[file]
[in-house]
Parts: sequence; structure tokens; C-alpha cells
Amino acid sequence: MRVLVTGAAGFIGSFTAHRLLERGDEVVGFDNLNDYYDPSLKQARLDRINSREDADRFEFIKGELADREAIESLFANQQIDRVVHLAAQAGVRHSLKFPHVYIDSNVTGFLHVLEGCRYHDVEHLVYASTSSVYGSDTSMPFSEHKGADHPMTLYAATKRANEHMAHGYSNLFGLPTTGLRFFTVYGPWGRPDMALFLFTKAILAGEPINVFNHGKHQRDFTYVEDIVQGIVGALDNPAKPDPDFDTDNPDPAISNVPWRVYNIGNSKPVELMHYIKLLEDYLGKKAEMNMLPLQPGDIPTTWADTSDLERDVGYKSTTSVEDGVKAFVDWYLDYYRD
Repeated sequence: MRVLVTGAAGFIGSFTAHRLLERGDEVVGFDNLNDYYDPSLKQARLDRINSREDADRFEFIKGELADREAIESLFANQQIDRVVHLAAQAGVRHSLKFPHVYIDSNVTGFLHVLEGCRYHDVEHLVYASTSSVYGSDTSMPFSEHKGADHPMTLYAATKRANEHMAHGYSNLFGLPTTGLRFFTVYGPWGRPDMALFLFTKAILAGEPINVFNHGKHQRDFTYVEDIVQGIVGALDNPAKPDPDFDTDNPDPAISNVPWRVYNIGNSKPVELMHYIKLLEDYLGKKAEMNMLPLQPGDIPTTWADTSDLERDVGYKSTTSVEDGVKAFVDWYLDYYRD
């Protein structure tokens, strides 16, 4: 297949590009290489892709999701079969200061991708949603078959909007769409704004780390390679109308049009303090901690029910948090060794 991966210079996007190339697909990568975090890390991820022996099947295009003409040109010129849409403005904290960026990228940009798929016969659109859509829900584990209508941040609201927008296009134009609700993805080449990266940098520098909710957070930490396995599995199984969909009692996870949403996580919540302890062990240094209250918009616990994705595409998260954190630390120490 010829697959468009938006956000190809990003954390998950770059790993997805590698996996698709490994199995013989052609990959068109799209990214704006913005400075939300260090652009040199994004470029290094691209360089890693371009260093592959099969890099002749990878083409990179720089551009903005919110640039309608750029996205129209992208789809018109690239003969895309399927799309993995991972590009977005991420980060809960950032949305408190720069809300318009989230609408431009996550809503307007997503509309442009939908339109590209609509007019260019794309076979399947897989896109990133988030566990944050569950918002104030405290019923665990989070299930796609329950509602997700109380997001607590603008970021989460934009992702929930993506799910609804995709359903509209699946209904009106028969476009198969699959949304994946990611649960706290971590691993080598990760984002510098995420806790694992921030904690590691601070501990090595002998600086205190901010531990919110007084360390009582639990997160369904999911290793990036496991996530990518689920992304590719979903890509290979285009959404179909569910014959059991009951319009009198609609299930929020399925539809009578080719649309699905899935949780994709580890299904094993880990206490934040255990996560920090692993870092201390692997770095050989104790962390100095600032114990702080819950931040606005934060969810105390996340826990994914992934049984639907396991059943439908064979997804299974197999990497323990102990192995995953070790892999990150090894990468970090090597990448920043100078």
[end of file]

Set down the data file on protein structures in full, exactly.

[in-house]
Parts: sequence; structure tokens; C-alpha cells
Amino acid sequence: MRVLVTGAAGFIGSFTAHRLLERGDEVVGFDNLNDYYDPSLKQARLDRINSREDADRFEFIKGELADREAIESLFANQQIDRVVHLAAQAGVRHSLKFPHVYIDSNVTGFLHVLEGCRYHDVEHLVYASTSSVYGSDTSMPFSEHKGADHPMTLYAATKRANEHMAHGYSNLFGLPTTGLRFFTVYGPWGRPDMALFLFTKAILAGEPINVFNHGKHQRDFTYVEDIVQGIVGALDNPAKPDPDFDTDNPDPAISNVPWRVYNIGNSKPVELMHYIKLLEDYLGKKAEMNMLPLQPGDIPTTWADTSDLERDVGYKSTTSVEDGVKAFVDWYLDYYRD
Repeated sequence: MRVLVTGAAGFIGSFTAHRLLERGDEVVGFDNLNDYYDPSLKQARLDRINSREDADRFEFIKGELADREAIESLFANQQIDRVVHLAAQAGVRHSLKFPHVYIDSNVTGFLHVLEGCRYHDVEHLVYASTSSVYGSDTSMPFSEHKGADHPMTLYAATKRANEHMAHGYSNLFGLPTTGLRFFTVYGPWGRPDMALFLFTKAILAGEPINVFNHGKHQRDFTYVEDIVQGIVGALDNPAKPDPDFDTDNPDPAISNVPWRVYNIGNSKPVELMHYIKLLEDYLGKKAEMNMLPLQPGDIPTTWADTSDLERDVGYKSTTSVEDGVKAFVDWYLDYYRD
């Protein structure tokens, strides 16, 4: 297949590009290489892709999701079969200061991708949603078959909007769409704004780390390679109308049009303090901690029910948090060794 991966210079996007190339697909990568975090890390991820022996099947295009003409040109010129849409403005904290960026990228940009798929016969659109859509829900584990209508941040609201927008296009134009609700993805080449990266940098520098909710957070930490396995599995199984969909009692996870949403996580919540302890062990240094209250918009616990994705595409998260954190630390120490 010829697959468009938006956000190809990003954390998950770059790993997805590698996996698709490994199995013989052609990959068109799209990214704006913005400075939300260090652009040199994004470029290094691209360089890693371009260093592959099969890099002749990878083409990179720089551009903005919110640039309608750029996205129209992208789809018109690239003969895309399927799309993995991972590009977005991420980060809960950032949305408190720069809300318009989230609408431009996550809503307007997503509309442009939908339109590209609509007019260019794309076979399947897989896109990133988030566990944050569950918002104030405290019923665990989070299930796609329950509602997700109380997001607590603008970021989460934009992702929930993506799910609804995709359903509209699946209904009106028969476009198969699959949304994946990611649960706290971590691993080598990760984002510098995420806790694992921030904690590691601070501990090595002998600086205190901010531990919110007084360390009582639990997160369904999911290793990036496991996530990518689920992304590719979903890509290979285009959404179909569910014959059991009951319009009198609609299930929020399925539809009578080719649309699905899935949780994709580890299904094993880990206490934040255990996560920090692993870092201390692997770095050989104790962390100095600032114990702080819950931040606005934060969810105390996340826990994914992934049984639907396991059943439908064979997804299974197999990497323990102990192995995953070790892999990150090894990468970090090597990448920043100078």